• On Friday last week, Health CS Mutahi Kagwe announced that passenger service vehicles should carry fewer passengers.
• All routes are affected and passengers say the high transport expenses they incur will make it difficult for them to sustain their travel.
Most public transport operators have taken advantage of Covid-19 to exploit travellers despite the government's warning against profiteering.
On Friday last week, Health CS Mutahi Kagwe directed public service vehicles to carry fewer passengers as part of efforts to fight the virus. The directive has taken a heavy toll on passengers, some of whom have had to pay more than double the fares they paid previously.
They might continue to feel the pinch as the Covid-19 situation is not getting any better. Confirmed cases are on the rise. Thirty-one people have been confirmed positive and only one person has recovered.
The 14-seater matatus were ordered to carry eight passengers, 25-seater buses to carry 15 passengers and those with at least 30-seat capacity to maintain 60 per cent occupancy.
All routes are affected by the fare hike and passengers have to incur huge transport expenses that they did not anticipate. They say it will be difficult for them to sustain their travel. Those commuting from the Nairobi CBD to Westlands now pay Sh50 instead of Sh20.
Across the city, the cry is the same — we are hurting. Alice Gathoni said she had to pay Sh80 from Sameer, Tajmall, to Astral Transnami, from the usual Sh50. She said the matatu crews are taking advantage of the situation.
"The conductor initially told me I would pay Sh70. Along the way, he allowed another passenger to board in total disregard for the directive. When I raised my concerns, he said I would pay Sh100," she said.
In defence of the commuters, Matatu Welfare Association chairman Dickson Mbugua cautioned the operators to be considerate. He also urged them to comply with the occupancy directive at all times.
"It is for them to weigh the situation as it is. Doubling the fare is unfair," he said.
However, matatu owners say they are not to blame. They have asked the government to provide fuel subsidies so they stop passing on the cost to commuters.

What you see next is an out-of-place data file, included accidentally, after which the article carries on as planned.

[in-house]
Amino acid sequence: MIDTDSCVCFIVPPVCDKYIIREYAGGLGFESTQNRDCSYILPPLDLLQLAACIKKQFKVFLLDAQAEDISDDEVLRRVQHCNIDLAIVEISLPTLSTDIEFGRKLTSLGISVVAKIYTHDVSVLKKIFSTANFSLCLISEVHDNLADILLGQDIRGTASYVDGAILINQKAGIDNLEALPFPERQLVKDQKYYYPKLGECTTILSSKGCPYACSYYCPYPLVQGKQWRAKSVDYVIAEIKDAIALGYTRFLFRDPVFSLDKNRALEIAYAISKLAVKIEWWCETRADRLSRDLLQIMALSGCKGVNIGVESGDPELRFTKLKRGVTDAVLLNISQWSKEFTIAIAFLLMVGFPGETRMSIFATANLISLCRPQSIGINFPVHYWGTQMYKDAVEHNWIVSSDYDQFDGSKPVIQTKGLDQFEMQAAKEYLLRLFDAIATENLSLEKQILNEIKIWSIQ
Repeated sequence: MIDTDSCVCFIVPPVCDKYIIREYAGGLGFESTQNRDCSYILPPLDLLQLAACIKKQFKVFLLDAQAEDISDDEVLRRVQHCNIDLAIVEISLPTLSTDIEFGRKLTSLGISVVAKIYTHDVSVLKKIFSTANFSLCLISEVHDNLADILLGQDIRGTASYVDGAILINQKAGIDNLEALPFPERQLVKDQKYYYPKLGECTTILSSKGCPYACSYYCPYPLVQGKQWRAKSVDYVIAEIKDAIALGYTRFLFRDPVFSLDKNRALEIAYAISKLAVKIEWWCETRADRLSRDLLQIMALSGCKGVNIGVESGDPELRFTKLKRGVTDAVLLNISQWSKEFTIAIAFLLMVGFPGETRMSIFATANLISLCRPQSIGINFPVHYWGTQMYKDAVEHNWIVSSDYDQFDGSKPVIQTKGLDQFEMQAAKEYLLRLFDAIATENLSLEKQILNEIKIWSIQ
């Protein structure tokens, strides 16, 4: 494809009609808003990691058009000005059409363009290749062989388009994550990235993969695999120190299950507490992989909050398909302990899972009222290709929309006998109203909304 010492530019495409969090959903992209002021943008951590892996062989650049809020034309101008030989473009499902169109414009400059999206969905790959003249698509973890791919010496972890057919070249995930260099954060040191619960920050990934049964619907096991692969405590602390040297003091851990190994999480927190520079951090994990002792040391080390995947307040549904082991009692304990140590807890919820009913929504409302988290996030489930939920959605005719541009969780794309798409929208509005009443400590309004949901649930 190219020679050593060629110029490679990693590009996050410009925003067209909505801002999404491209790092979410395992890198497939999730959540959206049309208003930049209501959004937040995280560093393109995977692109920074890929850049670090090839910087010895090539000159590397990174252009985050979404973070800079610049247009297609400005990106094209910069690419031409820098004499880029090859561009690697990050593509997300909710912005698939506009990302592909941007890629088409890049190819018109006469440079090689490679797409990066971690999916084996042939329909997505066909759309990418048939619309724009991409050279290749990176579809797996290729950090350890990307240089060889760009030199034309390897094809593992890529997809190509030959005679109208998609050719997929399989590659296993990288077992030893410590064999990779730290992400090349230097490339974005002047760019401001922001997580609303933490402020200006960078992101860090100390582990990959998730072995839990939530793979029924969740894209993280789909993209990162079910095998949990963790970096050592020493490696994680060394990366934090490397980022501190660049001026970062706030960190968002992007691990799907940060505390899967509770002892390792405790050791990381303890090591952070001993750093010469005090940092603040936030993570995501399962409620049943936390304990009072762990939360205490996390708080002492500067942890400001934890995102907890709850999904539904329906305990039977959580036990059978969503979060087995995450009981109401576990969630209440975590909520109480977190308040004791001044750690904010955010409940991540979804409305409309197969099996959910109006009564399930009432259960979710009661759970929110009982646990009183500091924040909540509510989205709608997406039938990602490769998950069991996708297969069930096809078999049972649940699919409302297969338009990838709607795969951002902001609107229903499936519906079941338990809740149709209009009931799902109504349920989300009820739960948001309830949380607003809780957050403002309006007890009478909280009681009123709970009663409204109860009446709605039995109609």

Matatu Owners Association chairman Simon Kimutai had told the Star that with the virus and orders from the government, the cost of doing business was high.
"The mistake the government did was fail to provide a remedy when they ordered we carry fewer passengers. At least they should come in and reduce or remove fuel taxes," he said.
Meanwhile, about 25 matatu Saccos in Nairobi attended sensitisation forum on Wednesday at Charter Hall, City Hall.
The forum was led by Dr Raphael Muli, the Assistant Director for Public Health and Head of Diseases Surveillance from the Ministry of Health. He emphasised the need to disinfect matatus regularly after trips.
"The virus is with us, but we have to play a key role in curbing its spread. The majority of Kenyans are commuters and the matatu operators should do everything possible to make them feel safe," Muli said.
The operators, including drivers and conductors, were taught how to help in combating the virus. The Health ministry targets at least 100 Saccos by Saturday to educate them on the seriousness of Covid-19 and how the PSV can fight it, especially when a passenger shows suspected symptoms.
The matatu team was led by MWA chairman Mbugua. They highlighted the challenges they face.
"We were advised to be on the lookout and observe how the commuters behave, especially when one coughs. If it is not done properly, our people will talk to them. All windows should at least be open for the free circulation of air," Mbugua said.
In terms of challenges, Mbugua said there was no proper system on the mobile phone transaction in terms of bus fare payments.
"We need a proper strategy for payment. Where all money can be sent to the matatu driver and at the end it is sent to the Sacco. Hopefully, we shall have it figured out this weekend," he said.
(Edited by F'Orieny)